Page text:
Lord John Russell, are devout worshippers, not only of our great constitution, but of every bit of dust and cobweb that has become attached to it. Now, shall we confess, that we have not an atom of partiality for dust and cobweb? Yet, what is the use of such a confession ? Better wipe all away, and say nothing whatever about it !
We can, however, easily, and we think correctly, understand the position of those who deprecate any criticism, be it just or unjust, on existing institutions. There is an exact parallel, in this respect, between religious and political society. To lay hands on the bishops in the House of Lords, in St. Stephen's, and to lay hands on certain half-hereditary dissenting magnates elsewhere, excites in different sections of society exactly similar sensations of horror. Plead, in the one case, the good of the State, and in the other the good of the Church, and, if anything, you make matters worse. If you are doing a good thing from very conscientious motives it is best not to mention conscience at all. If you are conscientious your conscientiousness will inevitably make itself felt; if you are not, all the declarations in the world will have no effect on those who may differ from you. So we can only say– What we have done we have done, and we have no wish that it should be undone.
To live to criticise, however, is the very farthest from our ambition. We suppose no animal would deliberately choose to be one of those ants who, in the south of France, are just now making a living by nibbling away the beams and foundations of houses. One must be smiled upon sometimes. Even sour and cynical Mr. Scrooge (Scrooge and Marley) could not live for ever upon his vinegar and pepper, still less we apologize for the juxtaposition-could the amiable readers of the . CHRISTIAN SPECTATOR. In the papers on the ‘Means and the Method of Life,' on 'Prayer,' on the ‘Sermons in Trees,' the ‘Songs of Novalis,' a 'Sunday Morning's Musings,' 'Family Union and Responsibility,' the 'Leaves from a Minister's Diary,' The True Method of Christian Progress,' the “Sinlessness of Jesus," the ‘Benefactions of Little Christel,' and our Christian Common-Place Book,' we hope they have found springs of spiritual strength and joy.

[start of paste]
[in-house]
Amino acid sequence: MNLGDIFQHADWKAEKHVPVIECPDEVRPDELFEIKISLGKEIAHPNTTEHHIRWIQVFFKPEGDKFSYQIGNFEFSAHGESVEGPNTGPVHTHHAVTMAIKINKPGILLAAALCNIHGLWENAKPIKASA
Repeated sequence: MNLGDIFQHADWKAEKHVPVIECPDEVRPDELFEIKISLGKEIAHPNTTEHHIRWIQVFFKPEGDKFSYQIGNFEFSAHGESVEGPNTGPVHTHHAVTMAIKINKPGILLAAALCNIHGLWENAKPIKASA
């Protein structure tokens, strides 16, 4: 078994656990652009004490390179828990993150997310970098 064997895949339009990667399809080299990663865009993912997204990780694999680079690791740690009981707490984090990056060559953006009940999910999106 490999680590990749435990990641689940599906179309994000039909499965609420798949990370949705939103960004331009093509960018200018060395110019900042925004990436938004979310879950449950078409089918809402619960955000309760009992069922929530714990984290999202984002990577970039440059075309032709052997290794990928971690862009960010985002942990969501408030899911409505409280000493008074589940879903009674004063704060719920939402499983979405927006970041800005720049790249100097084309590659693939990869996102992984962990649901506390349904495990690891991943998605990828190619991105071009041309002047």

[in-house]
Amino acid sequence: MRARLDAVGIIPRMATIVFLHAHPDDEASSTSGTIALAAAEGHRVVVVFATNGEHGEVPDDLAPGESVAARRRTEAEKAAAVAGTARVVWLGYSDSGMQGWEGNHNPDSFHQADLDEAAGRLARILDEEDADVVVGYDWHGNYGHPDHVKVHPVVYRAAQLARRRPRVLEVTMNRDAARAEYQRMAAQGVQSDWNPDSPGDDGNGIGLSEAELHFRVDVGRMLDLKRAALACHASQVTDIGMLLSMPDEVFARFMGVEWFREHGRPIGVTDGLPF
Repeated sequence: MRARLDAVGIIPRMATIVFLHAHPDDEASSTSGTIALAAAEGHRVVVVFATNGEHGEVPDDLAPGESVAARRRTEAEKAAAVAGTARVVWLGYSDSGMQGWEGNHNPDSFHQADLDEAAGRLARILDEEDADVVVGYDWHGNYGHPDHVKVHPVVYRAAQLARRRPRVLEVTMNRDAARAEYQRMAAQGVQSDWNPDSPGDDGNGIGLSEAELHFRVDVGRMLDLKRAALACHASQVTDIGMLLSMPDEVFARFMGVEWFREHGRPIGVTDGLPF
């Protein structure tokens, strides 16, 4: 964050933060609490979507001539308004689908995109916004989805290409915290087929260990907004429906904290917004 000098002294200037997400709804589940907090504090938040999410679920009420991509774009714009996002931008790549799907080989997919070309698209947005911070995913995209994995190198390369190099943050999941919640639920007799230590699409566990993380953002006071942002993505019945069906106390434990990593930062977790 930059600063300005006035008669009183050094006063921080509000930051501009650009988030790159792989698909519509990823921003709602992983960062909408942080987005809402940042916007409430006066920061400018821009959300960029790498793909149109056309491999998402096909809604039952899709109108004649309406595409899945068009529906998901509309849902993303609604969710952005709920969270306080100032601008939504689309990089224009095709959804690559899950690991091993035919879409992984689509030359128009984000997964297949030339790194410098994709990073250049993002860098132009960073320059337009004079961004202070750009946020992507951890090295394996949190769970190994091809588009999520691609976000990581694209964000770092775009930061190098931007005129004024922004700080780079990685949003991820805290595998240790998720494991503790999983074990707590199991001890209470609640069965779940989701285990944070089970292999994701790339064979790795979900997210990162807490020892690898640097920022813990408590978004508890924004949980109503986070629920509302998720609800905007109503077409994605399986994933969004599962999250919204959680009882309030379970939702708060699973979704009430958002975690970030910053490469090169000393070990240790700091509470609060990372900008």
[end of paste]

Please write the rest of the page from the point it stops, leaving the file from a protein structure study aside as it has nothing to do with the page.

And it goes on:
Travel braces, freshens, and wonderfully rubs down provincial and insular egotism and narrow-mindedness. Christians in their Christian life suffer from these no less than as men and women they do in their social life. May we hope that their acquaintance through the . CHRIS
AN SPECTATOR' with the German Pulpit' and the German
Theologians ”-Hengstenberg, Tholuck, Twesten, Nitzsch- and the
Old Believers' of Russia, will have both informed and gratified them? These are lights of the present. 'Master Harry Smith' and 'John Milton,' like two suns shining through the painted oriel windows of an old cathedral, have shed their rich and many-coloured beams from
Questions and persons of the day we cannot avoid in literature any more than we can in society—we would not if we could, and we could not if we would—and, therefore, we have not thought it amiss to discourse with our readers of the ‘Indian Question,' the Statics of Dissent,' the 'American Revival,' Government Education,' Preaching to the Poor,' 'Mr. Spurgeon,' the Moral Influence of the Fine Arts,' the ‘Present Tactics of the Jesuits,' 'Pew Rents,' Sabbath Schools,' Colleges,'' Weekly Penny Literature, and the Revision of the Bible. And with our work we have not judged it unbecoming to tell of our 'Holiday and Dream.'
And so, like travellers at the end of a journey, or hunters at the end of a long chase, we might recall all the incidents of our history and progress. But we have travelled, and are not at the end of our journey; we have hunted, and have not yet heard the view hallo!' In our further journey we shall hope to take the reader through a choicer country than he has yet seen, and, for his better entertainment and instruction, we may add considerably to our company as we go along, both of old friends and new. What else we intend we shall say not, but do. Whatever it may be, and whoever may address you, may we alike aid and be aided in the search for more light,' and the yearning for more love,' light on our path here, love to the Christ THERE!
Record of Christian Missions.